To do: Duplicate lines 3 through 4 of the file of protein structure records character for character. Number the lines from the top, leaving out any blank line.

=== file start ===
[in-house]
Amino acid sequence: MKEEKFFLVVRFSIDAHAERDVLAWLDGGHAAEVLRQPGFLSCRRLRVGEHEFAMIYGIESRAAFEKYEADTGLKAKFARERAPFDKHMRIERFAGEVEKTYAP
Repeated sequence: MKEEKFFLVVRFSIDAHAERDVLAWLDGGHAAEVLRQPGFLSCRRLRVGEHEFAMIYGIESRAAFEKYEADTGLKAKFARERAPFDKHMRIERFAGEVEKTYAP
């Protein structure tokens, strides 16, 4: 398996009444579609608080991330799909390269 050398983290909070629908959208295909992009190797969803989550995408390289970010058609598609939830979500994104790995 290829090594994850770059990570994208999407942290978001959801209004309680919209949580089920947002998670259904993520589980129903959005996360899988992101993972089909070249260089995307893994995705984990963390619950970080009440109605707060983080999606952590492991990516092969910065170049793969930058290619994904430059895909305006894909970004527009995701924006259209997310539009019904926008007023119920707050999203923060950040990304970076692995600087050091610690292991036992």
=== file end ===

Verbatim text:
Repeated sequence: MKEEKFFLVVRFSIDAHAERDVLAWLDGGHAAEVLRQPGFLSCRRLRVGEHEFAMIYGIESRAAFEKYEADTGLKAKFARERAPFDKHMRIERFAGEVEKTYAP
């Protein structure tokens, strides 16, 4: 398996009444579609608080991330799909390269 050398983290909070629908959208295909992009190797969803989550995408390289970010058609598609939830979500994104790995 290829090594994850770059990570994208999407942290978001959801209004309680919209949580089920947002998670259904993520589980129903959005996360899988992101993972089909070249260089995307893994995705984990963390619950970080009440109605707060983080999606952590492991990516092969910065170049793969930058290619994904430059895909305006894909970004527009995701924006259209997310539009019904926008007023119920707050999203923060950040990304970076692995600087050091610690292991036992």